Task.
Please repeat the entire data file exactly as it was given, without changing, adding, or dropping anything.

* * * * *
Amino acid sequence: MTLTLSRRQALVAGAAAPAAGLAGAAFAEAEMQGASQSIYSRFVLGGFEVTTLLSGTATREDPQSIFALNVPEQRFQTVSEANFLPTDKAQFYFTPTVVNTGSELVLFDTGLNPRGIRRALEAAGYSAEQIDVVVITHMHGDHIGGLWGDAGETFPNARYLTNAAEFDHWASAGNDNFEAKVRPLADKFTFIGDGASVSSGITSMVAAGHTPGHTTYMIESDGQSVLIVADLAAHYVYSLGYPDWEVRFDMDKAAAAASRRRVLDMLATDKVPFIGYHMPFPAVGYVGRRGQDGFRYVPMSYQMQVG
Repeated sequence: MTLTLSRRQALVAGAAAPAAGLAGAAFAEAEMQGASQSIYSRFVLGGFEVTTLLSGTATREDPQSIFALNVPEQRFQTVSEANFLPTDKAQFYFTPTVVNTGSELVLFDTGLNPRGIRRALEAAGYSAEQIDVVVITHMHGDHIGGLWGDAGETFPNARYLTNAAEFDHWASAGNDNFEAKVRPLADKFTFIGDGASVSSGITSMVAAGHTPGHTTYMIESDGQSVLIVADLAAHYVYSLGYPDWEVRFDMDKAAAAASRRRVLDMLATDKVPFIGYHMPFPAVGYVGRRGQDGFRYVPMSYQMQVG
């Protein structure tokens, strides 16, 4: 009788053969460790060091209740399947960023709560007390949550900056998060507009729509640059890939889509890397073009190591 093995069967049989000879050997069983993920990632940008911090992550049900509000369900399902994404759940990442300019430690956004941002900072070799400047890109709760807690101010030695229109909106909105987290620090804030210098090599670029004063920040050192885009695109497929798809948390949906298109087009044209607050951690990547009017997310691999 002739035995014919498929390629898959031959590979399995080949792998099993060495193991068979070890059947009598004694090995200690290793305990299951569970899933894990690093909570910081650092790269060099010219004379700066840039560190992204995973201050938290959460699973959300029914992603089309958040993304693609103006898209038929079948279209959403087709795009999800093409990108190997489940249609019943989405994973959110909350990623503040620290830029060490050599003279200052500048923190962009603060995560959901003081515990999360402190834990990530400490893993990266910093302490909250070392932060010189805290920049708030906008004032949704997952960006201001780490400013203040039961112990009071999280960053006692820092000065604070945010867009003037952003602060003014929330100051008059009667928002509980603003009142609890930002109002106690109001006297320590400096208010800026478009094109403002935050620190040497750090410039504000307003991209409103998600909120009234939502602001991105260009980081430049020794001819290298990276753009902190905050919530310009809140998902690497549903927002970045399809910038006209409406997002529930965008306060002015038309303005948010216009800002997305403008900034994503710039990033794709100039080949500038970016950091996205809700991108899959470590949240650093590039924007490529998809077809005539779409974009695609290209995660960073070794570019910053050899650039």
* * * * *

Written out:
Amino acid sequence: MTLTLSRRQALVAGAAAPAAGLAGAAFAEAEMQGASQSIYSRFVLGGFEVTTLLSGTATREDPQSIFALNVPEQRFQTVSEANFLPTDKAQFYFTPTVVNTGSELVLFDTGLNPRGIRRALEAAGYSAEQIDVVVITHMHGDHIGGLWGDAGETFPNARYLTNAAEFDHWASAGNDNFEAKVRPLADKFTFIGDGASVSSGITSMVAAGHTPGHTTYMIESDGQSVLIVADLAAHYVYSLGYPDWEVRFDMDKAAAAASRRRVLDMLATDKVPFIGYHMPFPAVGYVGRRGQDGFRYVPMSYQMQVG
Repeated sequence: MTLTLSRRQALVAGAAAPAAGLAGAAFAEAEMQGASQSIYSRFVLGGFEVTTLLSGTATREDPQSIFALNVPEQRFQTVSEANFLPTDKAQFYFTPTVVNTGSELVLFDTGLNPRGIRRALEAAGYSAEQIDVVVITHMHGDHIGGLWGDAGETFPNARYLTNAAEFDHWASAGNDNFEAKVRPLADKFTFIGDGASVSSGITSMVAAGHTPGHTTYMIESDGQSVLIVADLAAHYVYSLGYPDWEVRFDMDKAAAAASRRRVLDMLATDKVPFIGYHMPFPAVGYVGRRGQDGFRYVPMSYQMQVG
């Protein structure tokens, strides 16, 4: 009788053969460790060091209740399947960023709560007390949550900056998060507009729509640059890939889509890397073009190591 093995069967049989000879050997069983993920990632940008911090992550049900509000369900399902994404759940990442300019430690956004941002900072070799400047890109709760807690101010030695229109909106909105987290620090804030210098090599670029004063920040050192885009695109497929798809948390949906298109087009044209607050951690990547009017997310691999 002739035995014919498929390629898959031959590979399995080949792998099993060495193991068979070890059947009598004694090995200690290793305990299951569970899933894990690093909570910081650092790269060099010219004379700066840039560190992204995973201050938290959460699973959300029914992603089309958040993304693609103006898209038929079948279209959403087709795009999800093409990108190997489940249609019943989405994973959110909350990623503040620290830029060490050599003279200052500048923190962009603060995560959901003081515990999360402190834990990530400490893993990266910093302490909250070392932060010189805290920049708030906008004032949704997952960006201001780490400013203040039961112990009071999280960053006692820092000065604070945010867009003037952003602060003014929330100051008059009667928002509980603003009142609890930002109002106690109001006297320590400096208010800026478009094109403002935050620190040497750090410039504000307003991209409103998600909120009234939502602001991105260009980081430049020794001819290298990276753009902190905050919530310009809140998902690497549903927002970045399809910038006209409406997002529930965008306060002015038309303005948010216009800002997305403008900034994503710039990033794709100039080949500038970016950091996205809700991108899959470590949240650093590039924007490529998809077809005539779409974009695609290209995660960073070794570019910053050899650039």